As explained in the page about the
anatomy of the economy, the
monetary system is to the economy what the operating system is to a
computer. Just as applications run on the computer's operating
system, economic institutions, such as government, households and
industry are like applications that run on the economy's monetary system.
The monetary (or operating) system
that applied during the Bretton Woods era* used fixed exchange rates
two sources of money:
Increased foreign reserves; and
credit (to the government or private sectors).
Money from increased foreign reserves generally represented an
increase in income (from exports) above spending (on imports).
The additional foreign reserves represented "national" savings as
the nation was earning more income than it spent. When the money created from these savings
was eventually spent on imports, the foreign reserves would
decline and this money would be withdrawn from the economy and cease to exist. This form of
money is endowed money: the foreign
reserves that created that money endower the money with a reciprocal
current obligation to supply goods in exchange for that money.
Note that spending on domestic
goods and services always equals the income from the sale of
domestic goods and services. (The spending of one person in
the nation is the income of another person in the nation.) If
national expenditure is to be greater than
national income, it must mean that spending on imports (and other
current payments) is greater than the income from exports (and other
Before considering money from
banking, let us consider forged money. This is money that
people print to buy goods without having to reciprocate and sell
goods to the economy. This money is unendowed: there is no
current obligation attached to that money to reciprocate and supply
goods for that money.
Money from increased bank lending
(lending greater than loan repayments and other forms of saving such
as changes in bank capital) enables the borrower to spend more than
their income. This money is like forged money: it is
unendowed money in the current time.
There is no reciprocal current obligation to supply goods in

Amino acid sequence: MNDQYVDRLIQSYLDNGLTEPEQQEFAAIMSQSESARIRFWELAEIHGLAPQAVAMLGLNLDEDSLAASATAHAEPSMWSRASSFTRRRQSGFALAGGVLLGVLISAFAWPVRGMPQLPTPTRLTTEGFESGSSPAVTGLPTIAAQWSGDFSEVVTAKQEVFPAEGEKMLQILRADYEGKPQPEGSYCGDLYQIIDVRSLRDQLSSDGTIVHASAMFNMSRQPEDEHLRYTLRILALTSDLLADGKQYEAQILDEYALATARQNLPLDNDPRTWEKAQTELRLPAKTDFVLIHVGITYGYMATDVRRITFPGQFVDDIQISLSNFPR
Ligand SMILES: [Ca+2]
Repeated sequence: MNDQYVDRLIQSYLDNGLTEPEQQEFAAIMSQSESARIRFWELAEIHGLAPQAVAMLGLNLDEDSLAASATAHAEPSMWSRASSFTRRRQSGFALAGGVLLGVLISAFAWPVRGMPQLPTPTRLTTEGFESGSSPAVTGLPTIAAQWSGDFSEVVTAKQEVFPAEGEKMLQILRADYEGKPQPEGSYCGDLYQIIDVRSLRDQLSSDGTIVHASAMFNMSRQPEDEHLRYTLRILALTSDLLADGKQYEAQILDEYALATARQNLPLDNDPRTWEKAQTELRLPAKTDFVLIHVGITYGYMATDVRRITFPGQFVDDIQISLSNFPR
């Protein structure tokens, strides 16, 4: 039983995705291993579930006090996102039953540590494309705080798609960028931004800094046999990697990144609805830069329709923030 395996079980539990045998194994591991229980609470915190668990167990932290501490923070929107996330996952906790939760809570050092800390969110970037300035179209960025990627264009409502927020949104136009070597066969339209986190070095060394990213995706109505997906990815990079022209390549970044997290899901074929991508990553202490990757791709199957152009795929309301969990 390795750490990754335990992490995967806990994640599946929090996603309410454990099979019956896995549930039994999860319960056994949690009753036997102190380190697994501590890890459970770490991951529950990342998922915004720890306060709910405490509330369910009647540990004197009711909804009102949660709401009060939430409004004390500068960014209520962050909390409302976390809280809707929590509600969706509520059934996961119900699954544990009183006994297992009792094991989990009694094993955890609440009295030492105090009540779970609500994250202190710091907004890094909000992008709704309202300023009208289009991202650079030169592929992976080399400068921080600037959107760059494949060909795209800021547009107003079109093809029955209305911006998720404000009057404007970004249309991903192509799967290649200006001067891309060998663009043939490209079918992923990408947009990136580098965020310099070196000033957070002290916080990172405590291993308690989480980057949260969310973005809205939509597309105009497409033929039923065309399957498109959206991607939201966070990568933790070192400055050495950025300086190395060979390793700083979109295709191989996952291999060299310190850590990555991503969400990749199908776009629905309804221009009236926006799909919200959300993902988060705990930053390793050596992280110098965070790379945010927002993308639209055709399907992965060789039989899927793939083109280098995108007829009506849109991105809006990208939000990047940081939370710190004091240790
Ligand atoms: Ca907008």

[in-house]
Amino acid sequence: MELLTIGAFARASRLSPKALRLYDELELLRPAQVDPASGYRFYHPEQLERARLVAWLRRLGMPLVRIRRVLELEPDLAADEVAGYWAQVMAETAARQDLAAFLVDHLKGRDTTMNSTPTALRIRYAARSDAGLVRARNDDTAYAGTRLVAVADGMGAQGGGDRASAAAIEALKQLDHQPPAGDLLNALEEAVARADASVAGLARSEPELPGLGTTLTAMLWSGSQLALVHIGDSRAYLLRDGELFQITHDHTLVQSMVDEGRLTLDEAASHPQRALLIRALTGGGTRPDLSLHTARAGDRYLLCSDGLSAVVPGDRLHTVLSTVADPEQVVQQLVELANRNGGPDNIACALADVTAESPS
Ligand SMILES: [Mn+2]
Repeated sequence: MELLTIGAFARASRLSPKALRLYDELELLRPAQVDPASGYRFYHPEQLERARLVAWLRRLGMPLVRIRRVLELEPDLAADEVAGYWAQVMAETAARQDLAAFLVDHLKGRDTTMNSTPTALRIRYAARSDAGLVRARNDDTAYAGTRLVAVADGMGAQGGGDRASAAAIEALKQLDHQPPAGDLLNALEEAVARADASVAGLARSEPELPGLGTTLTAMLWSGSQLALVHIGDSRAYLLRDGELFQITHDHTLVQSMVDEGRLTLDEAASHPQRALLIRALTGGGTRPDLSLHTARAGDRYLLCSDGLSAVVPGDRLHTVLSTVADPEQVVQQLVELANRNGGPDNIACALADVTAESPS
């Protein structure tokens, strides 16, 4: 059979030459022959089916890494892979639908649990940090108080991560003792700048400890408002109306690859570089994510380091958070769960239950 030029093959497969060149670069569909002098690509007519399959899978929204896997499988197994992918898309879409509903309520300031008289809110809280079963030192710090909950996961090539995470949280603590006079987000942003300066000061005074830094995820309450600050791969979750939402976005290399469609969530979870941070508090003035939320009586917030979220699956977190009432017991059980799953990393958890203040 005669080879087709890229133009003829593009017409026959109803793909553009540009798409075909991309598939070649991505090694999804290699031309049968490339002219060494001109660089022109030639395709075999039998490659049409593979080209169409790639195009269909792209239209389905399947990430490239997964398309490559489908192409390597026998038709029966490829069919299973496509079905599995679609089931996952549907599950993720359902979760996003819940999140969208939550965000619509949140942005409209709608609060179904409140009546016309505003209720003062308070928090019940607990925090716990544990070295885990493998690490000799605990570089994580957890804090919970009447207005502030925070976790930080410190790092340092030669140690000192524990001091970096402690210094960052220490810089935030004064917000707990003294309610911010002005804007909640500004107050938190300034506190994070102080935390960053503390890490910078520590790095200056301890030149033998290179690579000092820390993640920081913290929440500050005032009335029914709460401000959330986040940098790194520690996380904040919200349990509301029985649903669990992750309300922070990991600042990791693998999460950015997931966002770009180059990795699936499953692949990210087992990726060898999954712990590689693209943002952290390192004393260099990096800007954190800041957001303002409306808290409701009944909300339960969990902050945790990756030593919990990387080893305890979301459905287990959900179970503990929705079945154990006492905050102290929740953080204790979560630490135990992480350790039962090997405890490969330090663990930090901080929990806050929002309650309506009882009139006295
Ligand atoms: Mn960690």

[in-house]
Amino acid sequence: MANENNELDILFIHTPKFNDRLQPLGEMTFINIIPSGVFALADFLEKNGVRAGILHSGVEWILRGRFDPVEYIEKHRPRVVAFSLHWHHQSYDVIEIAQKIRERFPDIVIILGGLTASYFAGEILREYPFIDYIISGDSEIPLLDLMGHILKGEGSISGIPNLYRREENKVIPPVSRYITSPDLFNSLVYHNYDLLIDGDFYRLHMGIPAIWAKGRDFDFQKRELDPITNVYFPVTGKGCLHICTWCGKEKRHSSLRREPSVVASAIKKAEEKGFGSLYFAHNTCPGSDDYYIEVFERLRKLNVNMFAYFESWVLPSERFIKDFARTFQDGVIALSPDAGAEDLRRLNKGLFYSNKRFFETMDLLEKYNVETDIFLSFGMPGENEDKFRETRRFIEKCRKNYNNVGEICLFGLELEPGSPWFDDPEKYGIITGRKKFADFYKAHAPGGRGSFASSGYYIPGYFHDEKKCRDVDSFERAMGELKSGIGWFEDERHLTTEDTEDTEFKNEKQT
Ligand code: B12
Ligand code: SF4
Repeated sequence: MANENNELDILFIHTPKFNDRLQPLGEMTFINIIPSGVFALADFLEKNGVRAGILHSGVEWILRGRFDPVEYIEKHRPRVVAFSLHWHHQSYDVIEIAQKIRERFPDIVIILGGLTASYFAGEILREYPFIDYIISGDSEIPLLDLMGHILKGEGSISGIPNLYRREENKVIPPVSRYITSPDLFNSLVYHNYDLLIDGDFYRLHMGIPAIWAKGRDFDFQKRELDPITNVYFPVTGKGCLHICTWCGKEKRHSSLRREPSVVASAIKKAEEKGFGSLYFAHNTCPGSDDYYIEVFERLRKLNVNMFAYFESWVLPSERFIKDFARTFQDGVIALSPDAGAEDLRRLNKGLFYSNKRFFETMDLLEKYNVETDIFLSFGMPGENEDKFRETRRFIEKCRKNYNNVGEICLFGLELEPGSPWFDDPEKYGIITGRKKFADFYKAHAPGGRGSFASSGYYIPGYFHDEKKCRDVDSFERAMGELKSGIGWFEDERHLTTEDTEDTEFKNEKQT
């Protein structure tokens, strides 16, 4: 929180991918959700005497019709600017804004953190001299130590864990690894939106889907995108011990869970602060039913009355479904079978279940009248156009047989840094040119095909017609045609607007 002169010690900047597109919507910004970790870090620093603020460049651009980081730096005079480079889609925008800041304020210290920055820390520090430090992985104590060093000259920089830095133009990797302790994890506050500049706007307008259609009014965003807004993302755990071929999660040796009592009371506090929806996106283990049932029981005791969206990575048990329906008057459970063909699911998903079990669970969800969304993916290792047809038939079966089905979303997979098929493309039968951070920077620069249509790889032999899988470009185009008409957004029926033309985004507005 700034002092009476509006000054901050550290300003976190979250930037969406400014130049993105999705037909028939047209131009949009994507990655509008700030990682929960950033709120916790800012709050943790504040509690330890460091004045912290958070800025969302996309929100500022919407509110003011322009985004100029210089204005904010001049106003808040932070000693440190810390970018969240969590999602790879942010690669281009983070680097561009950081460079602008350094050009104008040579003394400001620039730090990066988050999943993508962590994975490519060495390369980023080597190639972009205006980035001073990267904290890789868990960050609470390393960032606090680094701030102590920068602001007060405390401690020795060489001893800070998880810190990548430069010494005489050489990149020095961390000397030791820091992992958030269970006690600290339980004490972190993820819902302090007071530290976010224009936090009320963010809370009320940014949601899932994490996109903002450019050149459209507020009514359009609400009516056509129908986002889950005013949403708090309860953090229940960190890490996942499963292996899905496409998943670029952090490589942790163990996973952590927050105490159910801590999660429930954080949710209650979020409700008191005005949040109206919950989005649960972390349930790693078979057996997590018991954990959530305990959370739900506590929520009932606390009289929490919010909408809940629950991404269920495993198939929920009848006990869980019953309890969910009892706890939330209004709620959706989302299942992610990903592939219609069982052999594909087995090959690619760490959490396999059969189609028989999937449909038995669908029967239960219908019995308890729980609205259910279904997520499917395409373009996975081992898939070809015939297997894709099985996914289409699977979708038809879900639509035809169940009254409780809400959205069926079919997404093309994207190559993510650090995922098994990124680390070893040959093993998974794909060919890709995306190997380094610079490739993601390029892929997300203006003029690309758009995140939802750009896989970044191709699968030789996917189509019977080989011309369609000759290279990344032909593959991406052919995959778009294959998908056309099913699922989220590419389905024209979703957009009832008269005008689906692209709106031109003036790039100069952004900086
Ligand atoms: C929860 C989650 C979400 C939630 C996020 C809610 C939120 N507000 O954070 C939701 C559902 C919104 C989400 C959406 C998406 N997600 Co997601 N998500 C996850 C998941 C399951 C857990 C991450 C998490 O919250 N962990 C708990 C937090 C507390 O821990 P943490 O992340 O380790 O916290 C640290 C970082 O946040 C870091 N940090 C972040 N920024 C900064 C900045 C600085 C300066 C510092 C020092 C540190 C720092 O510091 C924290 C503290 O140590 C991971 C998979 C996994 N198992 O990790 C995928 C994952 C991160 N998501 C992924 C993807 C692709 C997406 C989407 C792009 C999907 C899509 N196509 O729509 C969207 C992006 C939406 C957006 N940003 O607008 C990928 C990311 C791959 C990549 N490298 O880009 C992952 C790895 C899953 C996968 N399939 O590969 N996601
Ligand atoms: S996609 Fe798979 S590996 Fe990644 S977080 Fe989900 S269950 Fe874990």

exchange for this money. The obligation to supply is in the
future when the loan is repaid.
The growth in bank credit causes
spending to rise. Everyone else who have spent money have earned
it: that is, they are buying no more than they have produced.
But money from bank credit causes people to buy more than they have
produced. The only way these additional goods can be supplied
is from additional imports. This causes imports to exceed exports, depleting foreign reserves.
Under the fixed exchange rate
system, when money is spent on imports, it ceases to
exist. If that money were originally created from a rise in
foreign reserves, the foreign reserves that originally backed that
money is also lost. If the money originated from the
growth in bank credit, the
bank's asset backing (the borrower's debt) still remains. The money
spent on imports either reduces foreign reserves or it raises
As a general rule, countries in the
Woods environment managed bank lending, allowing it to increase provided that
it did not deplete foreign reserves. Excessive bank credit depletes foreign reserves or raises foreign debt.
Bank lending that is less than the
growth of savings is not a problem. When money from bank
credit is spent on imports it reduces foreign reserves and the money
that was originally saved and backed by foreign reserves is now
backed by bank debt. We can consider that the remaining money
now backed by bank debt has been neutralized: that is, the
excess spending caused by the bank lending has now been exercised.
The country now holds additional money
(from the original growth in foreign reserves) that is required for
day to day transactions but is now backed by bank debt.
(For a more detailed explanation of this, see:
Submission to the Australian Senate inquiry into Competition within
the Australian banking sector.)
Operating system post Bretton Woods
The US government abandoned the
Bretton Woods Agreement and floated the exchange rate because it had deregulated the
financial system and the growth in bank credit was depleting
foreign reserves. President Nixon had nominated Arthur Burns